(Or Tips to Thrive During A Love/Hate Relationship: Part II)
While I have a love/hate relationship with writing, I have a like/dislike rapport with editing. Once I have something written down, the “writing” process begins. Former Supreme Court Justice Louis Brandeis once noted, “There is no great writing, only great rewriting.” I agree. While editing may not be as creative as writing the initial draft, I find the editing process equally lengthy, although easier. However I recently read the following quote, “Self editing is the path to the dark side” -Eric Benoit, author. Thoughts?* For the rest of this post, I’ll examine how to avoid the Dark Side of rewriting.
Tip 1: EDIT, EDIT, EDIT—I edit each piece of writing multiple times. I try to schedule short, but frequent, editing blocks. For example, I might edit a paper for one or two hours and return the next day to re-edit for a similar amount of time. The brain has an amazing ability to self-correct bad grammar and golss oevr seplinlg meisatkes without alerting our inner editor!
Tip 2: READ ALOUD/READ BACKWARDS—During undergrad, an English professor suggested “backwards editing” to catch grammar/spelling errors. This doesn’t mean reading each word backwards! Instead, read your paper backwards sentence by sentence: read the last sentence, then the second to the last sentence, etc. This breaks up the “flow” of text, improving editing focus.
Tip 3: ASK A FRIEND—An additional editor with a critical eye can spot forgotten grammar/spelling mistakes and also suggest tips to improve the clarity/quality of your work.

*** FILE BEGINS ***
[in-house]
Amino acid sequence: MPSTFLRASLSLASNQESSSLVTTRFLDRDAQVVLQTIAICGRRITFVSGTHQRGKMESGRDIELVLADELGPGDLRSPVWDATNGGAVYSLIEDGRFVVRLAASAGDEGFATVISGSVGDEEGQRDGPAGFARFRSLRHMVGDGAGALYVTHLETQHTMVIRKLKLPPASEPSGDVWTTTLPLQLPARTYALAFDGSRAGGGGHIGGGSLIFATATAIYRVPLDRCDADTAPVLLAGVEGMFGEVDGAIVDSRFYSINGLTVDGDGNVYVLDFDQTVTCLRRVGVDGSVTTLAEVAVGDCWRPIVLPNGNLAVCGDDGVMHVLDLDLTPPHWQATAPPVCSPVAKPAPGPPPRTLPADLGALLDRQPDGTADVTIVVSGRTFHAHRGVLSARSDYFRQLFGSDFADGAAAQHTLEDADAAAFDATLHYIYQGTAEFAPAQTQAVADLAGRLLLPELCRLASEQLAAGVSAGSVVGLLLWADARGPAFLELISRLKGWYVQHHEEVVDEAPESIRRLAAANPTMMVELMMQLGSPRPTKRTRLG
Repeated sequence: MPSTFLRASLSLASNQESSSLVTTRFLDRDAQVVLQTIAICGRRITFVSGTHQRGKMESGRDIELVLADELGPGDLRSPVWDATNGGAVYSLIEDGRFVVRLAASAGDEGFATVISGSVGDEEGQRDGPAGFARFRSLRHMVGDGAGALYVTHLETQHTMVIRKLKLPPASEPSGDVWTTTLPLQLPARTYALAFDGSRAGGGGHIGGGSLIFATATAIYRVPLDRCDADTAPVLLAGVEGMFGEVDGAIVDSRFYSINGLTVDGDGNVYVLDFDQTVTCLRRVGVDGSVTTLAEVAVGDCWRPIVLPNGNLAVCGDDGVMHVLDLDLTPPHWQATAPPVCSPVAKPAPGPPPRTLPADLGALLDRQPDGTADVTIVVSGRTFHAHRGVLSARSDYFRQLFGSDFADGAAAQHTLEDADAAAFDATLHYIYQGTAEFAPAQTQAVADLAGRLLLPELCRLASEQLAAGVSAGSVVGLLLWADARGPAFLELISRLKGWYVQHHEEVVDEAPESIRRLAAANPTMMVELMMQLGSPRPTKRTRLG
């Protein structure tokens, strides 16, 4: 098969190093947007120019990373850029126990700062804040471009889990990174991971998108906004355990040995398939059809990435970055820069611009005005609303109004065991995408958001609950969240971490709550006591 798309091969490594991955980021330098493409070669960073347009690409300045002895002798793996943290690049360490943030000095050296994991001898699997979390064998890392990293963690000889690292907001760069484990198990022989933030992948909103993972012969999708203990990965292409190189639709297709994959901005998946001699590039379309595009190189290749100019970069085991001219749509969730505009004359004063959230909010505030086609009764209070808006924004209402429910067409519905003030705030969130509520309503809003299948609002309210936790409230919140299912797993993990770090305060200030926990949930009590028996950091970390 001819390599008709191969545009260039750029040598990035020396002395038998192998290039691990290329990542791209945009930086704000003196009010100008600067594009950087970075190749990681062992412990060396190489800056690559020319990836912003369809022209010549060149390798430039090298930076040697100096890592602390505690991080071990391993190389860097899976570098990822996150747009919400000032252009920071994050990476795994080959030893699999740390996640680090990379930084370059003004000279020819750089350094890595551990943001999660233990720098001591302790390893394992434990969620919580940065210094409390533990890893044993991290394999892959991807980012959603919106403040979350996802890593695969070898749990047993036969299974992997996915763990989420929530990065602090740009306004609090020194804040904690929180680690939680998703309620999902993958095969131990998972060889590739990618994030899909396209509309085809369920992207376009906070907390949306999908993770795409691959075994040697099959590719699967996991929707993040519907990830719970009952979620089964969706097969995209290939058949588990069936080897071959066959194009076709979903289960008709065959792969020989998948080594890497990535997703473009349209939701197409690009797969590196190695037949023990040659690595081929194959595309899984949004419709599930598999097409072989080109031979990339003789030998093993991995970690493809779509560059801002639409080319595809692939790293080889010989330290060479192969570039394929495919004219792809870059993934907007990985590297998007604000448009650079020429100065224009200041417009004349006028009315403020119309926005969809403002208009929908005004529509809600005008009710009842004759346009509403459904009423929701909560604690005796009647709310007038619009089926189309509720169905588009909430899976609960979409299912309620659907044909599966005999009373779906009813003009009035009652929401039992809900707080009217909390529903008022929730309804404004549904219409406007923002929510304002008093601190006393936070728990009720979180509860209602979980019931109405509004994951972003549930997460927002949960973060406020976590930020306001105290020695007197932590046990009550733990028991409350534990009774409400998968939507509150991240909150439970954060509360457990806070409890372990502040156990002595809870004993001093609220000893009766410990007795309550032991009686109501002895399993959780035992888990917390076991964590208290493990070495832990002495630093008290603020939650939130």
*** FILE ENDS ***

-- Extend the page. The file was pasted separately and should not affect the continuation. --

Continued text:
Tip 4: ACTIVE VOICE—Always choose a precise, effective verb. When possible, utilize the active voice.
Typos: A Tragedy
Although no writer is perfect, poor editing can result in tragic consequences. I received approval from a friend to share his story. Many years ago, **Alex** applied for a competitive summer internship at **The Ice Cream Factory of Awesomeness**. After carefully editing his application and impressive resume, Alex submitted the paperwork. Several weeks later, Alex received an e-mail stating, “You are now hired by The Ice Cream Factory of Awesomeness. Thank you for your application…” Success! Alex informed his previous summer employer that he would no longer be available to work. Alex looked for housing near his new job. And then Alex waited. Alex waited. Alex waited. Alex waited, but never heard more from The Ice Cream Factory of Awesomeness. Mildly alarmed, Alex called the company. After a brief investigation, the Ice Cream Factory of Diminishing Awesomeness sent out a mass e-mail to the internship applicants, apologizing for a spelling typo in their latest e-mail. The corrected e-mail now read, “You are noT hired by the Ice Cream Factory of Awesomeness. Thank you for your application…”**
Don’t be like The Ice Cream Factory of Questionable Awesomeness. Be like Louis Brandeis: Supreme Court Justice, Harvard Law graduate, champion for social justice, author, and advocate for the power of great rewriting. Happy Editing!
*Apropos, as I recently saw the latest Star Wars.
**Alex went on to accomplish many successes 🙂
*** For more information about improve scientific writing, check out the following link. It is an old article, but a great one! http://www.americanscientist.org/issues/pub/the-science-of-scientific-writing/1